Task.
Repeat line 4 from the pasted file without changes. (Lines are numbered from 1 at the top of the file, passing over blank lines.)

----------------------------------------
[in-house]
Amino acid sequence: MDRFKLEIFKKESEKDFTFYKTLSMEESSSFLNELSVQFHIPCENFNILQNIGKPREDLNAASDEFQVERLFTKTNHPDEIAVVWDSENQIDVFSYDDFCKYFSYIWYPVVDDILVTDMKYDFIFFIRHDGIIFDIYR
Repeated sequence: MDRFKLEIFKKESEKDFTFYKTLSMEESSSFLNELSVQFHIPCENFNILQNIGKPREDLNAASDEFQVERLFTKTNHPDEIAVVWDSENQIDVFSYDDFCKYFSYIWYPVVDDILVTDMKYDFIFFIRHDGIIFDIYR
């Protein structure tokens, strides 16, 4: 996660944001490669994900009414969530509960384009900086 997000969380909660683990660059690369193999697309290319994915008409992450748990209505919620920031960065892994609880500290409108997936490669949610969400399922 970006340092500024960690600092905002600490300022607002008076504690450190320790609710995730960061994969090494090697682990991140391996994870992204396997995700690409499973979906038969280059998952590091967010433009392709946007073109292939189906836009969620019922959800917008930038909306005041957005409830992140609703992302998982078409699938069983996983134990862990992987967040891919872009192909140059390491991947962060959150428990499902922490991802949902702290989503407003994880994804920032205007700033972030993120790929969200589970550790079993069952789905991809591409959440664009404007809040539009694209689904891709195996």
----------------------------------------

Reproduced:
């Protein structure tokens, strides 16, 4: 996660944001490669994900009414969530509960384009900086 997000969380909660683990660059690369193999697309290319994915008409992450748990209505919620920031960065892994609880500290409108997936490669949610969400399922 970006340092500024960690600092905002600490300022607002008076504690450190320790609710995730960061994969090494090697682990991140391996994870992204396997995700690409499973979906038969280059998952590091967010433009392709946007073109292939189906836009969620019922959800917008930038909306005041957005409830992140609703992302998982078409699938069983996983134990862990992987967040891919872009192909140059390491991947962060959150428990499902922490991802949902702290989503407003994880994804920032205007700033972030993120790929969200589970550790079993069952789905991809591409959440664009404007809040539009694209689904891709195996």